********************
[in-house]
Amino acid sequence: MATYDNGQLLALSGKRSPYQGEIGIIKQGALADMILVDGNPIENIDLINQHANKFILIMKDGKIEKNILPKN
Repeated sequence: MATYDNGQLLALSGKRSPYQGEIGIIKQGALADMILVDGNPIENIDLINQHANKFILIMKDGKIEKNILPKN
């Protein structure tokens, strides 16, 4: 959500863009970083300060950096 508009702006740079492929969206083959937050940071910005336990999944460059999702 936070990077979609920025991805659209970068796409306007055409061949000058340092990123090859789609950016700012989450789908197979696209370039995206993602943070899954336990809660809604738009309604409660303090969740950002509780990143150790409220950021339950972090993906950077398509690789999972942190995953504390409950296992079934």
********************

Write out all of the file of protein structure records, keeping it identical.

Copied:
[in-house]
Amino acid sequence: MATYDNGQLLALSGKRSPYQGEIGIIKQGALADMILVDGNPIENIDLINQHANKFILIMKDGKIEKNILPKN
Repeated sequence: MATYDNGQLLALSGKRSPYQGEIGIIKQGALADMILVDGNPIENIDLINQHANKFILIMKDGKIEKNILPKN
């Protein structure tokens, strides 16, 4: 959500863009970083300060950096 508009702006740079492929969206083959937050940071910005336990999944460059999702 936070990077979609920025991805659209970068796409306007055409061949000058340092990123090859789609950016700012989450789908197979696209370039995206993602943070899954336990809660809604738009309604409660303090969740950002509780990143150790409220950021339950972090993906950077398509690789999972942190995953504390409950296992079934």